If you were planning to serve romaine at Thanksgiving tomorrow, don’t. The Centers for Disease Control and Prevention (CDC) and U.S. Food & Drug Administration (FDA) just issued food safety alerts about an E. coli outbreak linked to this lettuce variety. At the time of the initial CDC report, 32 people from 11 states had been infected, as well as 18 people in Canada.
I spoke with FDA Press Officer Peter Cassell to find out everything you need to know:
What do I do if I have romaine?
Throw it out. "We recognize this is a broad warning," Cassell said, "but our first mandate is to protect public health." Likewise, the CDC report stressed: “This advice includes all types or uses of romaine lettuce, such as whole heads of romaine, hearts of romaine, and bags and boxes of precut lettuce and salad mixes that contain romaine, including baby romaine, spring mix, and Caesar salad.”
After you throw it out, thoroughly clean the area of your fridge where the romaine was stored. Remove all food items and wash with soapy water. If any food may have come in direct contact with the romaine, throw that out, too. Now wash your hands.
What if I just ate romaine?
I did, too. Don’t panic, but do know what to look out for. A shiga toxin-producing E. coli (STEC) infection usually starts to show symptoms within three to four days after consuming a contaminated food. These symptoms include stomach cramps, diarrhea, bloody stool, vomiting, and a fever. The severity of the infection varies from person to person, with pregnant women, young children, and the elderly being particularly at risk. If you’ve eaten romaine and start to exhibit any of these issues, get in touch with your healthcare provider.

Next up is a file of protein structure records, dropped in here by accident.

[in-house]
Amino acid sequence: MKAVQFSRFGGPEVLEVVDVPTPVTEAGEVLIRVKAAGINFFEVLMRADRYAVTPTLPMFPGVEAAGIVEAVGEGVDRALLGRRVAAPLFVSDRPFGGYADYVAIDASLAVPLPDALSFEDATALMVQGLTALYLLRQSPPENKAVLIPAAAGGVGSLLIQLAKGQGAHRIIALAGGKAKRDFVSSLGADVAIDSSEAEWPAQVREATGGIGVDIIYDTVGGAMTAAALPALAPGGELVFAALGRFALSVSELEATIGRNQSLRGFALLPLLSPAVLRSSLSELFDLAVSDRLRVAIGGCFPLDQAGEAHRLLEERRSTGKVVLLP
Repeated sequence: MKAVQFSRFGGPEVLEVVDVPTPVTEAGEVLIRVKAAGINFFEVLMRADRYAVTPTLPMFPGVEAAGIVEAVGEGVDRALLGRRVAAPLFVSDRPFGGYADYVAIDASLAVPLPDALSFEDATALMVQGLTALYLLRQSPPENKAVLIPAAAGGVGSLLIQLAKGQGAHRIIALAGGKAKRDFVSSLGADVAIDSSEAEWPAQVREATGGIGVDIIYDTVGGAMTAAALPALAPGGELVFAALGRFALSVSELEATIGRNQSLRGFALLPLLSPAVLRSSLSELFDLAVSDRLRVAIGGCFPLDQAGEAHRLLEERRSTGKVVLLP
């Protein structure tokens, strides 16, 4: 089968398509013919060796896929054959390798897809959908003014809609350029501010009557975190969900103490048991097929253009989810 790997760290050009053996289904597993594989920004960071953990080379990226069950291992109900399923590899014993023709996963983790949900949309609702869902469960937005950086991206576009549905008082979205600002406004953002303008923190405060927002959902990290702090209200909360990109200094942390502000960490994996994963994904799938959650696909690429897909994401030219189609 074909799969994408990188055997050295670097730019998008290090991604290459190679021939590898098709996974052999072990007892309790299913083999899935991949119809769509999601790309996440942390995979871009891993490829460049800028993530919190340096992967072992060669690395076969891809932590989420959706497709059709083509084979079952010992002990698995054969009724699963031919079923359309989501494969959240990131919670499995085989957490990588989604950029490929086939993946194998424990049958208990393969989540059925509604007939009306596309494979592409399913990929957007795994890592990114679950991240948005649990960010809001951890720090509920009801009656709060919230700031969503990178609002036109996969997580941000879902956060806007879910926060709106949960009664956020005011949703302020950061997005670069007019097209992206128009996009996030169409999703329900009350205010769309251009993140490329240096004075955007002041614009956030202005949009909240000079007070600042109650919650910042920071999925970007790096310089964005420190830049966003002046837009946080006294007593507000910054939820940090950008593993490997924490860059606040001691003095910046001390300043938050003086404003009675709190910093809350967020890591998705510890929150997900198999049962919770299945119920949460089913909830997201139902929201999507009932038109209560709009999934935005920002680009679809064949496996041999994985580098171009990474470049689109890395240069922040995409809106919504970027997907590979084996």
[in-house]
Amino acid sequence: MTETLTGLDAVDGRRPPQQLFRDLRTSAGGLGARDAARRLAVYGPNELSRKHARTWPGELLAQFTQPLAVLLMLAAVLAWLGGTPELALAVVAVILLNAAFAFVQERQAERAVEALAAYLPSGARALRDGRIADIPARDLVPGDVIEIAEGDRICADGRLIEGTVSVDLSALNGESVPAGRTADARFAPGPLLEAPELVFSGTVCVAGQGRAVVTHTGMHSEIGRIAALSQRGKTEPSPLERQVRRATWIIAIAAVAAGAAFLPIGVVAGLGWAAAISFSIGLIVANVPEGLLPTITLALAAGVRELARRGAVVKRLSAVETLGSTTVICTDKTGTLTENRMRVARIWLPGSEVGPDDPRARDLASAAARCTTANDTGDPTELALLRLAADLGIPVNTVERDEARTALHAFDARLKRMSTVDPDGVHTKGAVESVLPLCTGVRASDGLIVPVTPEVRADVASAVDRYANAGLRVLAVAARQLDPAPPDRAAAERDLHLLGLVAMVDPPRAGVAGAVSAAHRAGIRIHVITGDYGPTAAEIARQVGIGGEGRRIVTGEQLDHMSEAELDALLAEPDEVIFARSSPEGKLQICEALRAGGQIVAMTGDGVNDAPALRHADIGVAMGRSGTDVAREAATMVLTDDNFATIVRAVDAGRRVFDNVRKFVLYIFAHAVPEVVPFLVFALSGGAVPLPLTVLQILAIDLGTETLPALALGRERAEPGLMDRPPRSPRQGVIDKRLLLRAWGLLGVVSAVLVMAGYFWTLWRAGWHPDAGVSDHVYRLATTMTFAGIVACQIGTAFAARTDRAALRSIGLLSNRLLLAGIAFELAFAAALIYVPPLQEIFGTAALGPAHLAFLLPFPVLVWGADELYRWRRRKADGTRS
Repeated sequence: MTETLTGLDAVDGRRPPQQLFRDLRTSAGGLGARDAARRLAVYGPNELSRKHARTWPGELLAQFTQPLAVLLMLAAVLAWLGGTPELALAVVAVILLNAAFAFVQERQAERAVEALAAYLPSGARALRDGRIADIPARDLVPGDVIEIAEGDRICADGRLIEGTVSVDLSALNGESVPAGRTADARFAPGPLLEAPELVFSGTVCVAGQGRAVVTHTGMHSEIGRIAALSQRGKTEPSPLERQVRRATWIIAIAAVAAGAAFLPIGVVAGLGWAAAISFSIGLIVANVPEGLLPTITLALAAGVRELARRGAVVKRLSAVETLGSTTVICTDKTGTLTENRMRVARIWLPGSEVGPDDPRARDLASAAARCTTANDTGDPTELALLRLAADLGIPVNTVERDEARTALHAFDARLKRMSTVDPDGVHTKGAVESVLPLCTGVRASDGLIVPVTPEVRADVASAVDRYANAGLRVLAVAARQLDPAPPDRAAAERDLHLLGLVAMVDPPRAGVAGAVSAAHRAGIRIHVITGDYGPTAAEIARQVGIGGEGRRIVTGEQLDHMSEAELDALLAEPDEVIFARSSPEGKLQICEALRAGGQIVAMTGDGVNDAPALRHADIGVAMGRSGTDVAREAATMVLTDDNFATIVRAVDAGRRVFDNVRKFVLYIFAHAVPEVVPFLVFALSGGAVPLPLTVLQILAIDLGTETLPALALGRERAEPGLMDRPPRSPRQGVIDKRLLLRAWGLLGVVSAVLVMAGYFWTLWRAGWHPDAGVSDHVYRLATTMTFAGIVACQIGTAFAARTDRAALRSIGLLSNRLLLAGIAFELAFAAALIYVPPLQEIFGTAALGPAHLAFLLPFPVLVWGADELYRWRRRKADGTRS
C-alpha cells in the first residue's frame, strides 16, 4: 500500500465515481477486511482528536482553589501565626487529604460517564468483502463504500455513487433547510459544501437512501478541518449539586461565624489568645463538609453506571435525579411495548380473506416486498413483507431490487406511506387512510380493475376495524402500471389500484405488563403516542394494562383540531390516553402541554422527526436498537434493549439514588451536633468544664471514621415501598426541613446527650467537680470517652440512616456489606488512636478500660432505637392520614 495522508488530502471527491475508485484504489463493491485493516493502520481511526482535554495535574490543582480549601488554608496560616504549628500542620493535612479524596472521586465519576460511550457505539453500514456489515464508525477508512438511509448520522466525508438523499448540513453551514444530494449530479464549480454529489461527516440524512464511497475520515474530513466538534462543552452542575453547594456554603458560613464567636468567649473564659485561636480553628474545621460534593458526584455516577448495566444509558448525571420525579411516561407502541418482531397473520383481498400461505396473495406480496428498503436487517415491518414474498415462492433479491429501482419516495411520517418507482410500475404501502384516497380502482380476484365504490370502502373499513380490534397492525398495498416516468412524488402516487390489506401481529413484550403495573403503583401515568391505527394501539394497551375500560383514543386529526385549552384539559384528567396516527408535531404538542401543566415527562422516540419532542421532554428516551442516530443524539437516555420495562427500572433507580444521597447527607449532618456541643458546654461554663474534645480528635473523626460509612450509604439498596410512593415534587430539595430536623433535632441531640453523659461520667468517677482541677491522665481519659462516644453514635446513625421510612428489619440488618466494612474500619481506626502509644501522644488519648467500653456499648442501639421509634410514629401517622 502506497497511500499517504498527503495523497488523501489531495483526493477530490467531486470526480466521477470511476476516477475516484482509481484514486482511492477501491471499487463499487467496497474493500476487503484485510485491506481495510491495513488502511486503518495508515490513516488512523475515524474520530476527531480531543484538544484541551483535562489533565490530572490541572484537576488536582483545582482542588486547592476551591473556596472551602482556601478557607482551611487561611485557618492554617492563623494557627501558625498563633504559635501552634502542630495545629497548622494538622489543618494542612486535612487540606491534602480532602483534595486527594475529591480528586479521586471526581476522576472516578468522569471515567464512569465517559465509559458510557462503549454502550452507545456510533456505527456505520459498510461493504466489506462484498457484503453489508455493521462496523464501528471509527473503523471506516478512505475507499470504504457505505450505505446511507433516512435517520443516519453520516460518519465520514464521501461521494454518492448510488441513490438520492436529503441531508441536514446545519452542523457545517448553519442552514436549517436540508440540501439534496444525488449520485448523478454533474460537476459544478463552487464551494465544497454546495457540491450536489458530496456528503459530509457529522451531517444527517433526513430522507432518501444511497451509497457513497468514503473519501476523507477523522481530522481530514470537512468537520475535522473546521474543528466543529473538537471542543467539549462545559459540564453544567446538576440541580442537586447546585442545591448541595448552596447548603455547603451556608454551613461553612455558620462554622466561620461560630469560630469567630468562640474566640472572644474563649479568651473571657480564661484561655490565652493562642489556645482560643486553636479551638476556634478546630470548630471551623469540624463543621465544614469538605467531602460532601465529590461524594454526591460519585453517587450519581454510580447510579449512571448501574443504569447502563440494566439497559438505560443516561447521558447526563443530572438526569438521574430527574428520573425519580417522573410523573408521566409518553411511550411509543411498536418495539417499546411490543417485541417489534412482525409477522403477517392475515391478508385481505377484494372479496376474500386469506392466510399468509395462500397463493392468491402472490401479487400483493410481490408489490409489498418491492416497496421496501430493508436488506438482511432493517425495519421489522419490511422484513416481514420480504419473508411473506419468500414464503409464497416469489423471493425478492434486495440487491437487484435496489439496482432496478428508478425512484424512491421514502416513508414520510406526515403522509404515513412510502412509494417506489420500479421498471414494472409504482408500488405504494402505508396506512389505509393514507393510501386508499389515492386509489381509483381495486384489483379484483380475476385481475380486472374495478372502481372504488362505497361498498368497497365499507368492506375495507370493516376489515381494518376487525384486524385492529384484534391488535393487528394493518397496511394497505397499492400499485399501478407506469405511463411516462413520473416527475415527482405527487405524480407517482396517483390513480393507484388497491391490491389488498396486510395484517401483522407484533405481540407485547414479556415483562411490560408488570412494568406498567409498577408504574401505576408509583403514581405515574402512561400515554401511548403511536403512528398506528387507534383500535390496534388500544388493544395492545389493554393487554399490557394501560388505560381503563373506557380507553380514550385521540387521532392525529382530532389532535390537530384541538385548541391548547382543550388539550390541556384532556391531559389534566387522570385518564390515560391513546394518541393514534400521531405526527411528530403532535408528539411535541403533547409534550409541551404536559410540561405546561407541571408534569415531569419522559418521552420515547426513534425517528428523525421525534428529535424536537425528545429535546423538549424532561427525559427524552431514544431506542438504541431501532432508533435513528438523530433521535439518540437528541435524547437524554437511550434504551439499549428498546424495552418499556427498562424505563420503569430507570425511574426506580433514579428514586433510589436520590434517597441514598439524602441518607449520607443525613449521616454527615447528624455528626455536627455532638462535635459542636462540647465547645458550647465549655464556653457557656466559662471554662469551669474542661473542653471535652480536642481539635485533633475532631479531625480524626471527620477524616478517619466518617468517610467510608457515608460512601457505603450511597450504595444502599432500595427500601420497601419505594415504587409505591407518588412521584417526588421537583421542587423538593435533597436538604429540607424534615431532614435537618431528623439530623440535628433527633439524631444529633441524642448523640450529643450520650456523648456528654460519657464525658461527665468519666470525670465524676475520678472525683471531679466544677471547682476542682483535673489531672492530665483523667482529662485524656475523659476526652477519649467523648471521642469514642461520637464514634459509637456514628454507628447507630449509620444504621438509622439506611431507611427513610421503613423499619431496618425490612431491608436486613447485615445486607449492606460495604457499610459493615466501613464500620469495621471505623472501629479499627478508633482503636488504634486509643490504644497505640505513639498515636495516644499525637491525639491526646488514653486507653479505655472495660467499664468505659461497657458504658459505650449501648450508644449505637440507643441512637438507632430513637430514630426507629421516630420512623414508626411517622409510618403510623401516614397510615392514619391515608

Didn’t something just like this just happen?
Yes. Earlier this year, an E. coli outbreak linked to romaine was responsible for almost 200 infections, including five deaths. That particular outbreak was traced back to the Yuma growing region in Arizona.
Is this outbreak also linked to the Yuma region?
According to Cassell, "It's too soon to tell in the investigation whether or not this was linked to one specific place or farm." That said, there is a strong suspicion that the source is California: "What we know about the way romaine is grown is that most romaine on the market is coming from California. Right around this time of the year, it switches back to the Yuma area. But the illness onset dates suggest that the product on the market is from California."
Why is it always romaine?
Well, not always. In 2013, the CDC conducted a study on food poisoning from 1998 to 2008. According to the paper: “Among the 17 commodities, more illnesses were associated with leafy vegetables (2.2 million [22%]) than any other commodity.” That means in addition to romaine, other bagged lettuces have been the culprit of major E. coli outbreaks, like spinach in 2006.
As Julia Belluz reported for Vox earlier this year, any variety of precut and bagged lettuce is particularly problematic: “During processing, bacteria living among the leafy greens has a moist environment in which to flourish.”
Cassell echoed this, telling me: "The problem is not romaine specifically, just the method in which people consume it: raw. Any product that is eaten raw is more susceptible to a pathogen because it doesn't go through a step that would neutralize a pathogen, like cooking would. If you were baking bread, for example, that would kill any E. coli in the flour."
When is it safe to eat romaine again?
It’s too soon to say. For reference, the outbreak earlier this year was initially discovered on April 4th and was deemed over on June 28th—almost three months. In the current outbreak, reported illnesses range from mid- to late-October, and the investigation is still in development. "Our safest recommendation, because we believe contaminated products are still out there, is avoid romaine until we know more," Cassell said.